There is a teacher shortage crisis in Alabama

US Senator Doug Jones

By Senator Doug Jones

During the 2017 school year, more than 1,700 Alabama teachers in grades 7-12 were not certified to teach the English, math, social studies, science, or special education classes they were assigned to teach. In fact, in 70 schools in Alabama, 10 percent or more of the teachers are working without full certification. These teacher shortages have been shown to be even worse in rural parts of Alabama, where there are the largest percentages of teachers using emergency or provisional certificates.

And the problem is getting worse. From 2009 to 2015, the number of education majors enrolled in Alabama’s public universities dropped by 19 percent.

That’s why I recently introduced the Classrooms Reflecting Communities Act, which was inspired by a roundtable that I held in August at the University of Montevallo with teachers and administrators about the challenges facing Alabama’s teacher workforce. The bill would authorize competitive grants for schools to establish “Grow Your Own” programs, which recruit diverse teacher candidates from the community and support them as they work to receive a teaching certification.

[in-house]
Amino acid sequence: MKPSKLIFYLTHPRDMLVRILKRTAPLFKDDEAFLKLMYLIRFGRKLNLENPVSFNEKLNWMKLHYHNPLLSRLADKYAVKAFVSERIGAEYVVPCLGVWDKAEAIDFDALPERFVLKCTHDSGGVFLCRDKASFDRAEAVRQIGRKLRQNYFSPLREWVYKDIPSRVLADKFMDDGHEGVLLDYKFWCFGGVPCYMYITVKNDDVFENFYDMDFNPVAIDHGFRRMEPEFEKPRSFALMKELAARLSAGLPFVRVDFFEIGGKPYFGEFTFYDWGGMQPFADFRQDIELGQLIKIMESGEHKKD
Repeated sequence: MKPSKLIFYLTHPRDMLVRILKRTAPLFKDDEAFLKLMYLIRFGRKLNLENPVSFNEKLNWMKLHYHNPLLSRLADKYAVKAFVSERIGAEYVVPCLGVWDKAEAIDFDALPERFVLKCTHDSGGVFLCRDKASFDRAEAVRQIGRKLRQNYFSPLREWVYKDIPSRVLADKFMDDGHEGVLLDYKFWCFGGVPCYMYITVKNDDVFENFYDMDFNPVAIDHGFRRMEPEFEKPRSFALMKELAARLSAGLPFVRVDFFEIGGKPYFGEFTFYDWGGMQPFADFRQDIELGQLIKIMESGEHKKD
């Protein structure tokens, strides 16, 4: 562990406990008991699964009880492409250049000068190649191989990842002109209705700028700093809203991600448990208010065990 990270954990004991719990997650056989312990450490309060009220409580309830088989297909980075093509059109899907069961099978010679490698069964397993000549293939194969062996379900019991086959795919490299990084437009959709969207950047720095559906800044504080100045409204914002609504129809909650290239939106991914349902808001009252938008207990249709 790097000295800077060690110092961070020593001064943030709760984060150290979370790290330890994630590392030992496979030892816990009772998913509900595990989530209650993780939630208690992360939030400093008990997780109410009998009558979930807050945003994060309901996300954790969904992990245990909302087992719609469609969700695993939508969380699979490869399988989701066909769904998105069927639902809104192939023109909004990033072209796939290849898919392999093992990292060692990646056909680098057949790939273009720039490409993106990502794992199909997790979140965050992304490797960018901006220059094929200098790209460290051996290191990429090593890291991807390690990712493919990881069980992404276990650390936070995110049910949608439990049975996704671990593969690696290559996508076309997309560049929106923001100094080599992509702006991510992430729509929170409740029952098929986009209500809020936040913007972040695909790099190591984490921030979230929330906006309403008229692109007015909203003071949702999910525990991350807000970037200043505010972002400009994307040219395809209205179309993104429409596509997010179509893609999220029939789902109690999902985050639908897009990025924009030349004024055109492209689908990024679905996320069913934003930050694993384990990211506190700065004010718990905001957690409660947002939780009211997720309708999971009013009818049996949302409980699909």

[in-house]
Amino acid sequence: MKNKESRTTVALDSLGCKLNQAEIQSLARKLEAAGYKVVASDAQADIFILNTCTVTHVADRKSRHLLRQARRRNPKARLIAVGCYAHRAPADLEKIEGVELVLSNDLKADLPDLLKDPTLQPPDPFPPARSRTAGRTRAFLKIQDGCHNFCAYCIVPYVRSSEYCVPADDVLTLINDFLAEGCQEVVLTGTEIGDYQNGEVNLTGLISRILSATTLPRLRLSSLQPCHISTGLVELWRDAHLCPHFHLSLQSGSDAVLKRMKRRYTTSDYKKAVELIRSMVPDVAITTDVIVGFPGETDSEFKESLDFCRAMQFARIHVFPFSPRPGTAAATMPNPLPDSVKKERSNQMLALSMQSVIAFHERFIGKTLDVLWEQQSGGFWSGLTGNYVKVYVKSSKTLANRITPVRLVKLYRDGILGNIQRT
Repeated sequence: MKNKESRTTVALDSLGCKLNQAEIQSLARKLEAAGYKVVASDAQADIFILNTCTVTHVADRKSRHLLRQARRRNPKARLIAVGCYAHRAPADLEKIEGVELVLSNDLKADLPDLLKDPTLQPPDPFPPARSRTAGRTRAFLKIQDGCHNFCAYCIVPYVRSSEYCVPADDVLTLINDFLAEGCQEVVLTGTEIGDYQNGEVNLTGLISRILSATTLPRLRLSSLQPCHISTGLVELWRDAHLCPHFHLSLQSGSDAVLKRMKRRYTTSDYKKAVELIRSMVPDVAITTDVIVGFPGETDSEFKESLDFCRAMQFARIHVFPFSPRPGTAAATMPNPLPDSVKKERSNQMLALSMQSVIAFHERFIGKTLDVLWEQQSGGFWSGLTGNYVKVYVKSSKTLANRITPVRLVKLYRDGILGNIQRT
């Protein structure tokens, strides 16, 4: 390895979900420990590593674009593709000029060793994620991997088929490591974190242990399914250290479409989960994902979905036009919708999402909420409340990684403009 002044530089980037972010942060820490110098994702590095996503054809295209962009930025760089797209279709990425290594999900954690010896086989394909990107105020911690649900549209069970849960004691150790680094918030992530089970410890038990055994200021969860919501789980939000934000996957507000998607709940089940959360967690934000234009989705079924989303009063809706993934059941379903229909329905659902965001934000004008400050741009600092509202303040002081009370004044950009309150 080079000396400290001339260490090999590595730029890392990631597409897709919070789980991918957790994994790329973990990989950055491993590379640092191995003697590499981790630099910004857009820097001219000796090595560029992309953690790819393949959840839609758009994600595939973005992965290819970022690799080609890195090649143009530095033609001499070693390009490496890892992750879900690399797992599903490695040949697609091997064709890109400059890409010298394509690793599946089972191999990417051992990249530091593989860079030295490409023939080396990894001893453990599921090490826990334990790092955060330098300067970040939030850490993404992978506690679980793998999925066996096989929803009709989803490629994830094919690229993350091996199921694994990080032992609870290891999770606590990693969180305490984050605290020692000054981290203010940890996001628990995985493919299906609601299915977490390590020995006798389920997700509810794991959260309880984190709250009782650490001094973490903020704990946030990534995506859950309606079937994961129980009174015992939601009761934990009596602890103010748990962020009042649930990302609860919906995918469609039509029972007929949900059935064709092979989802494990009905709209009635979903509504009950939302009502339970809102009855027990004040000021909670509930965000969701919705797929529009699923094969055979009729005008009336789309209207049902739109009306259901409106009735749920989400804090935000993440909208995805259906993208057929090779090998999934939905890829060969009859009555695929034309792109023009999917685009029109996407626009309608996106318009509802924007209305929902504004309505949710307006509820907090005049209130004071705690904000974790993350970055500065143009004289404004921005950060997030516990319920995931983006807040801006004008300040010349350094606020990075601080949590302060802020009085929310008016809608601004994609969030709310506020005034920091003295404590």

Fifty-nine school districts in Alabama would be eligible for these grants. The goal is to recruit and retain teachers who have strong local roots and reflect the diversity of their classrooms. Studies have shown that over 60 percent of teachers teach within 20 miles of where they went to high school, and these “Grow Your Own” models focus on cultivating teaching talent in the communities that need it most.

This is so important because great teachers can make a huge difference in lives of the children they teach. We need to do everything we can inspire young people to become teachers, to help schools retain teachers, and to make sure that they have the resources they need in order to be successful. The Classrooms Reflecting Communities Act would be a great step forward.

Comments are closed.